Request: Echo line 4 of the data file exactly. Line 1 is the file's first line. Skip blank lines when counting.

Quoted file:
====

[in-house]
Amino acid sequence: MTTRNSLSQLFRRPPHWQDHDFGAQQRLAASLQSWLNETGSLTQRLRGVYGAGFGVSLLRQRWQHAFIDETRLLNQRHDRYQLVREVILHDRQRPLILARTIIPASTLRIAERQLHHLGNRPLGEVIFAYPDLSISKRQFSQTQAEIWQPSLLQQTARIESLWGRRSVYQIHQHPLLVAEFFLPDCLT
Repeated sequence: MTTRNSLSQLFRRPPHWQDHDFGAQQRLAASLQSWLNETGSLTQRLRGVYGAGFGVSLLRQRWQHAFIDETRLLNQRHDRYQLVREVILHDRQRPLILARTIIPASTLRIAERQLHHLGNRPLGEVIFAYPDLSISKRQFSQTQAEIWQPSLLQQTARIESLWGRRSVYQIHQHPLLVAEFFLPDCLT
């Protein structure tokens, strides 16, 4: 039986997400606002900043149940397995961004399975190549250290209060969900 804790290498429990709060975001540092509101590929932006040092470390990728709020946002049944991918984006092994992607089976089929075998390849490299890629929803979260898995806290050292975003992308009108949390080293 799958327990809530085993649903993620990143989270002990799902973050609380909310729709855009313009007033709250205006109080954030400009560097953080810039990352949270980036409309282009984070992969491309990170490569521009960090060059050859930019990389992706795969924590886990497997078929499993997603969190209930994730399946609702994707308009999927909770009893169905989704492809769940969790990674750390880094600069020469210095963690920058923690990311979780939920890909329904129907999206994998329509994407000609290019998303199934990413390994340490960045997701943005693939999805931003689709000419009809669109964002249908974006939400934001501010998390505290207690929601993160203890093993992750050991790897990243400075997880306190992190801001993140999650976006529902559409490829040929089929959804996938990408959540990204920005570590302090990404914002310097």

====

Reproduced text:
């Protein structure tokens, strides 16, 4: 039986997400606002900043149940397995961004399975190549250290209060969900 804790290498429990709060975001540092509101590929932006040092470390990728709020946002049944991918984006092994992607089976089929075998390849490299890629929803979260898995806290050292975003992308009108949390080293 799958327990809530085993649903993620990143989270002990799902973050609380909310729709855009313009007033709250205006109080954030400009560097953080810039990352949270980036409309282009984070992969491309990170490569521009960090060059050859930019990389992706795969924590886990497997078929499993997603969190209930994730399946609702994707308009999927909770009893169905989704492809769940969790990674750390880094600069020469210095963690920058923690990311979780939920890909329904129907999206994998329509994407000609290019998303199934990413390994340490960045997701943005693939999805931003689709000419009809669109964002249908974006939400934001501010998390505290207690929601993160203890093993992750050991790897990243400075997880306190992190801001993140999650976006529902559409490829040929089929959804996938990408959540990204920005570590302090990404914002310097």